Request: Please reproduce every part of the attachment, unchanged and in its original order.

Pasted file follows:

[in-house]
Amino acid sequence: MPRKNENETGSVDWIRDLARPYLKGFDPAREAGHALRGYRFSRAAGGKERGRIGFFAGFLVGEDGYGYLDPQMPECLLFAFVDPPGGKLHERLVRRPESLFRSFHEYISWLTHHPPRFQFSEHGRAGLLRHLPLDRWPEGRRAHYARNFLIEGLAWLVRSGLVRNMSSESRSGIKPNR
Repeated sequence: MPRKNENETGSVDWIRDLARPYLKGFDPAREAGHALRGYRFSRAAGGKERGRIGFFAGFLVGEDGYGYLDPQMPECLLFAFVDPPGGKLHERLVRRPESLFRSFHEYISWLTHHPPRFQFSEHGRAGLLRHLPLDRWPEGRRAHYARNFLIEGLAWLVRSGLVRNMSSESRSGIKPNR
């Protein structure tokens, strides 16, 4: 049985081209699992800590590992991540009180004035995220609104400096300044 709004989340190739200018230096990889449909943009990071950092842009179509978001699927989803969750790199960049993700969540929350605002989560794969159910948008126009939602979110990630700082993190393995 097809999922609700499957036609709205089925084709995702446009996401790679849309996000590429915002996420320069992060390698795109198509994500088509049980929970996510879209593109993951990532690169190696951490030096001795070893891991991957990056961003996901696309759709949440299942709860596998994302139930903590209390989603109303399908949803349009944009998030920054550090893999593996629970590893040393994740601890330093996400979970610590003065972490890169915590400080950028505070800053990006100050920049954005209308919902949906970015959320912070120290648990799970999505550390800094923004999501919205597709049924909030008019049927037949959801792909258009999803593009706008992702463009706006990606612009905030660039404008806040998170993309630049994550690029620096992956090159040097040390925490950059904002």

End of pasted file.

[in-house]
Amino acid sequence: MPRKNENETGSVDWIRDLARPYLKGFDPAREAGHALRGYRFSRAAGGKERGRIGFFAGFLVGEDGYGYLDPQMPECLLFAFVDPPGGKLHERLVRRPESLFRSFHEYISWLTHHPPRFQFSEHGRAGLLRHLPLDRWPEGRRAHYARNFLIEGLAWLVRSGLVRNMSSESRSGIKPNR
Repeated sequence: MPRKNENETGSVDWIRDLARPYLKGFDPAREAGHALRGYRFSRAAGGKERGRIGFFAGFLVGEDGYGYLDPQMPECLLFAFVDPPGGKLHERLVRRPESLFRSFHEYISWLTHHPPRFQFSEHGRAGLLRHLPLDRWPEGRRAHYARNFLIEGLAWLVRSGLVRNMSSESRSGIKPNR
């Protein structure tokens, strides 16, 4: 049985081209699992800590590992991540009180004035995220609104400096300044 709004989340190739200018230096990889449909943009990071950092842009179509978001699927989803969750790199960049993700969540929350605002989560794969159910948008126009939602979110990630700082993190393995 097809999922609700499957036609709205089925084709995702446009996401790679849309996000590429915002996420320069992060390698795109198509994500088509049980929970996510879209593109993951990532690169190696951490030096001795070893891991991957990056961003996901696309759709949440299942709860596998994302139930903590209390989603109303399908949803349009944009998030920054550090893999593996629970590893040393994740601890330093996400979970610590003065972490890169915590400080950028505070800053990006100050920049954005209308919902949906970015959320912070120290648990799970999505550390800094923004999501919205597709049924909030008019049927037949959801792909258009999803593009706008992702463009706006990606612009905030660039404008806040998170993309630049994550690029620096992956090159040097040390925490950059904002």